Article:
Mikhail Lazarau is a Junior SDET at Godel. He recently switched from manual to automated testing with help from the Godel Mastery and his mentor, Andrei Muliarchyk, Senior SDET. We sat down with Mikhail and Andrei to discuss the change in direction and the result he has achieved.

Mikhail, you recently switched from manual testing to automation testing. Can you tell us why you chose to change direction?

There were two reasons. Firstly, it is a logical continuation of a tester’s career, when you already understand the needs of the business and can apply the skills of a Software Engineer in Test (SDET). Secondly, I had a desire to dig deeper into the task and see how the ‘gears work’. I often look at the performance of an application based on the logic of its components. Basically, it is a bottom-up look that helps to complement the vision of the big picture.

After graduating from the Godel Mastery and becoming a SDET, has your mindset changed?

Not really, the work of a SDET requires a search for concise solutions, sometimes it’s not obvious to a beginner in this path. Now it’s necessary that the engineering ideas come from me, rather than manual testing. I strive to solve problems, starting from the expected answer and considering the comments from the mentors. While I’m busy with this, my thinking does not change that much as I adapt to new tasks. I’m still at the very beginning of the path, so it’s too early to draw conclusions about a change in mindset, however, I enjoy what I am doing.

What are your impressions of working as a SDET?

Before the Mastery, I studied Java in my own time. After getting into the programme, I found out I would be studying in .NET. Despite the similarities in the languages, I prefer .NET and had to let go of Java (at least for the time being). I wanted to go out of my comfort zone and learn new things – the fact that my first project as a SDET will be in PHP, challenges me. When I found myself on the project, I was introduced to the course, the list of daily SDET tasks and was showed what a PHP test framework is. As a result, it turned out that if you know the basics, the new language no longer seems such a daunting task.

Andrei, you mentored Mikhail in the Mastery. How did you find working as a mentor?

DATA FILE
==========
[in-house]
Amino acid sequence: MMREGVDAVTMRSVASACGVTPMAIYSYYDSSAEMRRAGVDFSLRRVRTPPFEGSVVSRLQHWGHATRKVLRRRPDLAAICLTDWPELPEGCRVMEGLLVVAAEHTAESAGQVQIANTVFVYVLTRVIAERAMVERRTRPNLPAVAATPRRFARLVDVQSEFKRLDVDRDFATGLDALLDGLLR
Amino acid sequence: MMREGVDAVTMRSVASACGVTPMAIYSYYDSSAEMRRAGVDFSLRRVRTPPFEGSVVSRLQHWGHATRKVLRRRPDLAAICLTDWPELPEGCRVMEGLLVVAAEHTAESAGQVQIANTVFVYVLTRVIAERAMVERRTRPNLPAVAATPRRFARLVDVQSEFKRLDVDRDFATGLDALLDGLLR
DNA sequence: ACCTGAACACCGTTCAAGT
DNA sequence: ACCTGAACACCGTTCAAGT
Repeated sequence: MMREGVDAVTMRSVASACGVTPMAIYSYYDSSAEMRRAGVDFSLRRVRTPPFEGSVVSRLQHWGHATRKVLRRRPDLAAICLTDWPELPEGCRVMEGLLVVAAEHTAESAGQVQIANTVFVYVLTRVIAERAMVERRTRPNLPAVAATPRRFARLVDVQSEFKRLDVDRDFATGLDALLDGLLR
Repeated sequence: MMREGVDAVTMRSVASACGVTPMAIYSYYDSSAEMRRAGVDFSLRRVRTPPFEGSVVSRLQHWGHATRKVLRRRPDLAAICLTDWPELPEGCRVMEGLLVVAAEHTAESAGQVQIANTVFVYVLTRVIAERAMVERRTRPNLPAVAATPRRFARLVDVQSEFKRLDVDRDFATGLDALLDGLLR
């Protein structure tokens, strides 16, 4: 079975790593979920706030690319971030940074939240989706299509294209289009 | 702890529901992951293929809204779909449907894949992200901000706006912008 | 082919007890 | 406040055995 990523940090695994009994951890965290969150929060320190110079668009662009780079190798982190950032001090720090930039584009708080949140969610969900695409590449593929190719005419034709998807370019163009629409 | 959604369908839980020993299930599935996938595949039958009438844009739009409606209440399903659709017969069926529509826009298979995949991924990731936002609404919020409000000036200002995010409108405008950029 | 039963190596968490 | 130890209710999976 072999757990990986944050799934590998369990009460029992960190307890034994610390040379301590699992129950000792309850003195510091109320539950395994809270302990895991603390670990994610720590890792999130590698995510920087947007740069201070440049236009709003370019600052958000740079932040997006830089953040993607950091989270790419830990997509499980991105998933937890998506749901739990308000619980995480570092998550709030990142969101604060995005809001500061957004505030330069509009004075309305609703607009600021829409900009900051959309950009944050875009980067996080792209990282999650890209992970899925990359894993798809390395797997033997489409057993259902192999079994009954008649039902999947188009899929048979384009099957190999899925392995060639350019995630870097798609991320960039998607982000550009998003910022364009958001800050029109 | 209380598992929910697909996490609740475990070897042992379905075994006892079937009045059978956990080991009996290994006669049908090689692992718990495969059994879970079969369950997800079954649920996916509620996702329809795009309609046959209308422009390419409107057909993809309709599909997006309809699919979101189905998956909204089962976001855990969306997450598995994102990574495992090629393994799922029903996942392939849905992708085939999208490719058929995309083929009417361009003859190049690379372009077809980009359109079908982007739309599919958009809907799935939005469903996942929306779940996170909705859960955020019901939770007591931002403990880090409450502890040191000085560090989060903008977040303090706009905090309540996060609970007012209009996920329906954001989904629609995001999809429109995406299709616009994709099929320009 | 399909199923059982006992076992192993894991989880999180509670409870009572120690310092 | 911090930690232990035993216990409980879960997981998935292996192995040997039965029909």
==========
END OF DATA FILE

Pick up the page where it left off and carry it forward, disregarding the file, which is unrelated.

This was my first experience as a mentor for someone who switched from manual testing to automated testing. It was necessary to put more emphasis on the technical components, since Mikhail already knew the project side. He understood what they wanted from him as a tester. The main task was to improve his technical skills, teach him how to work with tools and show what automation is.

What happens after the internship ends?

After graduating from the Mastery, a person receives a set of skills that help them to study in the future and understand the inner components of automation on a project. We select a project for them, on which they can continue to learn. There is another option where we include a person in a project where there is an experienced automation engineer – it is important that there is a specialist nearby who can show how everything works.

In the case when a person switches from manual testing to automation, there should be a slightly different approach to adapting on the project. Mikhail formally came to the project as a SDET, but everyone understood that manual work was more comfortable for him. He didn’t need to be told how the project should go – it’s enough to form a vision of what a SDET should do and how to combine automation with manual testing. With Mikhail, intermediate meetings were held, during which his direction on the project was adjusted. Mikhail knows automation tools and what can be done with them. But how to act at the beginning or in the middle of a sprint, how to process tasks, automate it or not – this all comes with experience.

What advice would you both give to future interns based on your experience?

Mikhail: I decided that failing the Mastery was unacceptable for me, so putting myself in a challenging framework forced me to find solutions. The result would be growth over my success, there is no growth from the comfort zone. At first, I found it difficult, as I did not like to ask for help, but I found it much easier to establish a communication with a mentor.

Andrei: My main piece of advice would be that you shouldn’t be afraid. Of course, difficulties will arise, but there is always an opportunity to improve and grow. You don’t have to be a SDET that spends all the time writing tests. There are, for example, test architects who build automation processes on a project from scratch. You can be a SDET doing part of the manual work, but automation will be needed to save your own time.